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You have likely heard news reports about a Texas judge overturning the Affordable Care Act. This ruling has no current effect on your health insurance, but this is what the colorectal cancer community should be aware of regarding this decision:

What did the court decide?

A federal judge in Texas struck down the entire Affordable Care Act (ACA) and indicated that the requirement that people buy health insurance is unconstitutional.

While the Supreme Court in 2012 ruled that the mandate to buy health insurance was constitutional, last December President Trump eliminated the penalty for failing to have health insurance.

In response, a group of Republican governors and state attorneys general filed a lawsuit claiming that the mandate was now unconstitutional. The Texas judge not only agreed but stated that the rest of the law cannot stand without it.

The Justice Department not only failed to defend the individual mandate, it also did not defend the provision that protects people with pre-existing conditions. This prompted sixteen states, led by California, to defend the law.

After the Texas decision, California and other states will appeal the ruling in the Fifth Circuit in New Orleans. It is likely the matter will ultimately go to the Supreme Court.

Could this decision cause me to lose my health insurance?

For now, the ruling does not impact your access to health insurance, and the ACA remains in place. Patients do not need to take any action regarding their current health insurance.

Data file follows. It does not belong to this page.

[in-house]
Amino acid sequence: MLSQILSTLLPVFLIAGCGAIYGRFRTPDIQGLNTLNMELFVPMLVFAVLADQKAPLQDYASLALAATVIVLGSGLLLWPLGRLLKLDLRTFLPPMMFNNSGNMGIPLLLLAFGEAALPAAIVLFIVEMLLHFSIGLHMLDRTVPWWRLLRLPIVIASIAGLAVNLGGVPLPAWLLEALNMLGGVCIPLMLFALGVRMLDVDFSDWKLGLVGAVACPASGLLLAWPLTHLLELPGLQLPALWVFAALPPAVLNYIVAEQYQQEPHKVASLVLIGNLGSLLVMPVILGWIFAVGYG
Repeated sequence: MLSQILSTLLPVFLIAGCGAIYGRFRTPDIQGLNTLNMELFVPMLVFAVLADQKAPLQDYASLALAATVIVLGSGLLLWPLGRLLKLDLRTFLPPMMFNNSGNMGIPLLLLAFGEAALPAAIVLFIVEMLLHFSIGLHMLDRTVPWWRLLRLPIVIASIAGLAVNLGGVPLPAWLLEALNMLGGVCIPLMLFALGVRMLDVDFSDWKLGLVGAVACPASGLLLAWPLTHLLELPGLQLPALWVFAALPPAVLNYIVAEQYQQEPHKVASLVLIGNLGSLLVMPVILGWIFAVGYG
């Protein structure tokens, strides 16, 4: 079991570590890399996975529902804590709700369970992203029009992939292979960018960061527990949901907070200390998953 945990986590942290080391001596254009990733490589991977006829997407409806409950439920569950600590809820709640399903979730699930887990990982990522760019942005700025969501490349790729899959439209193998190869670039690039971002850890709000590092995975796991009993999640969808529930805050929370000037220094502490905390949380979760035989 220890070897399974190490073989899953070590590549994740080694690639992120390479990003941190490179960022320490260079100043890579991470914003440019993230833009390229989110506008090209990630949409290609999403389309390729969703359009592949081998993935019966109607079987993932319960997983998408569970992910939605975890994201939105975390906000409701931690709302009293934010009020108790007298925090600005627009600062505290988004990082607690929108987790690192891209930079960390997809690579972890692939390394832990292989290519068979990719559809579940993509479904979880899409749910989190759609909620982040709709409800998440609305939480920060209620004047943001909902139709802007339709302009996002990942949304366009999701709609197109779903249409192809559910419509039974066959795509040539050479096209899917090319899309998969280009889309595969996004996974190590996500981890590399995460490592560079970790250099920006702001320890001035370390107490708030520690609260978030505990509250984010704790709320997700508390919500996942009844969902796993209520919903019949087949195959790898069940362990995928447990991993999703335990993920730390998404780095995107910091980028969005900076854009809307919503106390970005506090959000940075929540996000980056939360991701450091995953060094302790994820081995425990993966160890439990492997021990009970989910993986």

However, should the ruling ultimately stand, the implications would likely send our health care system into chaos if Congress fails to enact replacement legislation.

More than 130,000,000 Americans have a pre-existing condition, and the elimination of the ACA means insurance companies could return to the days when they denied coverage or charged higher rates, most likely for the most expensive medical conditions like colorectal cancer.  

Also, more than 10 million people received coverage through the expansion of Medicaid–these patients would no longer be covered without the ACA.

What happens next?

Because the judge did not rule the ACA must end immediately, people who enrolled in health plans for 2019 will not be affected. The appeal process on the Texas judge’s decision will likely take time.  

Nevertheless, the ruling continues the state of uncertainty for ACA and for patients.

The Colorectal Cancer Alliance strongly encourages Congress to take action to protect individuals’ access to affordable health care, health insurance, and protections for people with pre-existing conditions.  

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